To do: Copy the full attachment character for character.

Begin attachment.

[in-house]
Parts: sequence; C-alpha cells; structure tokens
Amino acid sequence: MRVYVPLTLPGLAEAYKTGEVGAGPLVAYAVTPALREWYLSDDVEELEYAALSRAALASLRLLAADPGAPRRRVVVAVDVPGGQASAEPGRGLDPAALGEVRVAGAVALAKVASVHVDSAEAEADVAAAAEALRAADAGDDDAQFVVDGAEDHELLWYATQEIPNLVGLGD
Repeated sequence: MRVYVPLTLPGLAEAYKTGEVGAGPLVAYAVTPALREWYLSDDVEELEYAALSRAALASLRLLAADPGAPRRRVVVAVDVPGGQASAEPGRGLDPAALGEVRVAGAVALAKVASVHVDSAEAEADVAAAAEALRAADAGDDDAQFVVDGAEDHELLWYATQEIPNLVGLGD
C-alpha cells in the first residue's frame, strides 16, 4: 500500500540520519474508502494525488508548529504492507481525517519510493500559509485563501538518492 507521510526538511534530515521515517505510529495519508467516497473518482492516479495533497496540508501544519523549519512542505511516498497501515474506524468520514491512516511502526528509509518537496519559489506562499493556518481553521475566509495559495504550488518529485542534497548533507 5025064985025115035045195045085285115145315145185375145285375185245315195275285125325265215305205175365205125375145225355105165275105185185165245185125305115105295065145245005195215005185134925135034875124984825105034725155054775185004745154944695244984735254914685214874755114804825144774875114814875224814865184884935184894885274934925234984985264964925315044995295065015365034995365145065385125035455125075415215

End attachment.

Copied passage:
[in-house]
Parts: sequence; C-alpha cells; structure tokens
Amino acid sequence: MRVYVPLTLPGLAEAYKTGEVGAGPLVAYAVTPALREWYLSDDVEELEYAALSRAALASLRLLAADPGAPRRRVVVAVDVPGGQASAEPGRGLDPAALGEVRVAGAVALAKVASVHVDSAEAEADVAAAAEALRAADAGDDDAQFVVDGAEDHELLWYATQEIPNLVGLGD
Repeated sequence: MRVYVPLTLPGLAEAYKTGEVGAGPLVAYAVTPALREWYLSDDVEELEYAALSRAALASLRLLAADPGAPRRRVVVAVDVPGGQASAEPGRGLDPAALGEVRVAGAVALAKVASVHVDSAEAEADVAAAAEALRAADAGDDDAQFVVDGAEDHELLWYATQEIPNLVGLGD
C-alpha cells in the first residue's frame, strides 16, 4: 500500500540520519474508502494525488508548529504492507481525517519510493500559509485563501538518492 507521510526538511534530515521515517505510529495519508467516497473518482492516479495533497496540508501544519523549519512542505511516498497501515474506524468520514491512516511502526528509509518537496519559489506562499493556518481553521475566509495559495504550488518529485542534497548533507 5025064985025115035045195045085285115145315145185375145285375185245315195275285125325265215305205175365205125375145225355105165275105185185165245185125305115105295065145245005195215005185134925135034875124984825105034725155054775185004745154944695244984735254914685214874755114804825144774875114814875224814865184884935184894885274934925234984985264964925315044995295065015365034995365145065385125035455125075415215